By combining these records with decades of detailed daily and local temperature observations, the authors discover that extreme cold and extreme heat have important effects on energy consumption. These relationships differ by energy type (electricity, other fuels) and are modified by the income levels and climate of the affected population. The study uses these results to model how income growth and adaptation affect the sensitivity of energy consumption to extreme temperatures.
The authors then use these estimates of the energy-temperature relationship to generate projections of the future impacts of climate change on electricity and direct fuel consumption for areas across the globe, dividing the world into 24,378 distinct regions. Each region contains roughly 300,000 people—about the size of a U.S. county. The projected impacts capture the effects of adaptive behaviors that populations undertake as they become richer and exposed to warmer climates.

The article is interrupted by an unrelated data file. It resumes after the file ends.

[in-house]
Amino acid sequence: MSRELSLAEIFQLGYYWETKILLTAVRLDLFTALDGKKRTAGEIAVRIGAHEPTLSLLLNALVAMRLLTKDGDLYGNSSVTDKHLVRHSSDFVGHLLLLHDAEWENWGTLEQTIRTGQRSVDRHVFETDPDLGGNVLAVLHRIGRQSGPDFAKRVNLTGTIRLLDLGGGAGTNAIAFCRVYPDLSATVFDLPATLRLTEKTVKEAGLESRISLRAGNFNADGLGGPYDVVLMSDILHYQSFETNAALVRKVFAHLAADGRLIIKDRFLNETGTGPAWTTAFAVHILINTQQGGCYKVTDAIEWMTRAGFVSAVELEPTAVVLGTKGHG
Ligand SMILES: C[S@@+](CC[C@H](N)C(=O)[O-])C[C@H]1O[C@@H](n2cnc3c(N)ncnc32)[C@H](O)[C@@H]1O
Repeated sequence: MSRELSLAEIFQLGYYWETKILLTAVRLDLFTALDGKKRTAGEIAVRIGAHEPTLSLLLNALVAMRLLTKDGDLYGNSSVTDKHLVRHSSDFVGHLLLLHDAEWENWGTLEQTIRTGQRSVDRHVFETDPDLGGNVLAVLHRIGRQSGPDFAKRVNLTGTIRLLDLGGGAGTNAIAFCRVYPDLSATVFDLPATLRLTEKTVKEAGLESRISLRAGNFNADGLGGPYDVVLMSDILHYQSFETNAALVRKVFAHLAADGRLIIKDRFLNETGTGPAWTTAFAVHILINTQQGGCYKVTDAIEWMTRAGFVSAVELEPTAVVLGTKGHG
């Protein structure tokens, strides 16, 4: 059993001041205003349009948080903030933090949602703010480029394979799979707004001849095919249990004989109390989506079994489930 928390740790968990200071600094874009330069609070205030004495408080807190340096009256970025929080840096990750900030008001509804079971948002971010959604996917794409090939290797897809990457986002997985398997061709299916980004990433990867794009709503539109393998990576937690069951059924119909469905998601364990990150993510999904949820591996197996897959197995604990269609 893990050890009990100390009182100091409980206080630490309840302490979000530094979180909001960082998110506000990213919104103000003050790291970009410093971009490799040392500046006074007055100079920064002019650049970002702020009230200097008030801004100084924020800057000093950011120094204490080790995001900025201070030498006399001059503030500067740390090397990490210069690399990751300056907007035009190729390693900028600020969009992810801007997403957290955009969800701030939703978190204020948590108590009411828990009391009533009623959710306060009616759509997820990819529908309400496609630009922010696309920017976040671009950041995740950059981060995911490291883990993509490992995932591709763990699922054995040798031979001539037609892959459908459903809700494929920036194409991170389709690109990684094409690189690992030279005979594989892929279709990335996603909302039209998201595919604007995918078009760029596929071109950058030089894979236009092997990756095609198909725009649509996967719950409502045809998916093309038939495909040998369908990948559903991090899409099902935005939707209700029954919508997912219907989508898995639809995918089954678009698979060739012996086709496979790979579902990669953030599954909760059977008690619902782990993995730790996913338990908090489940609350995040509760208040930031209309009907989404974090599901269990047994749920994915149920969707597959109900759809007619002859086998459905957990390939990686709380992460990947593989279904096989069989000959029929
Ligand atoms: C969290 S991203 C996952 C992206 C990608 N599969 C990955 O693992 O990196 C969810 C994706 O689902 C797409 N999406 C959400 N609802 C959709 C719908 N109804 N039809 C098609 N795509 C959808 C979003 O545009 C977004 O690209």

These estimates include five projections for future income and population growth, two trajectories of future greenhouse gas emissions, eight scenarios of future energy prices, and simulations from 33 climate models, allowing for an assessment of the uncertainty surrounding any particular projection. The full estimates also reflect statistical uncertainty related to the underlying economic and energy data.
Projected impacts of climate change on energy consumption are then monetized and used to determine climate change’s effect on excess energy expenditures each year with the Data-driven Spatial Climate Impact Model (DSCIM). Monetizing future years’ impacts allows the authors to compute the total burden of energy expenditures imposed by the emission of a single ton of carbon dioxide (CO2).
This value represents the first peer-reviewed, empirically derived estimate of the global cost of climate change for a single sector of the economy. The authors are applying the method to other sectors of the economy, including agriculture and human health, which will enable the calculation of the full Social Cost of Carbon that tallies damage across many sectors of the global economy.
1. Only the world’s richest populations show evidence of using electricity for cooling during extreme heat or heating during extreme cold.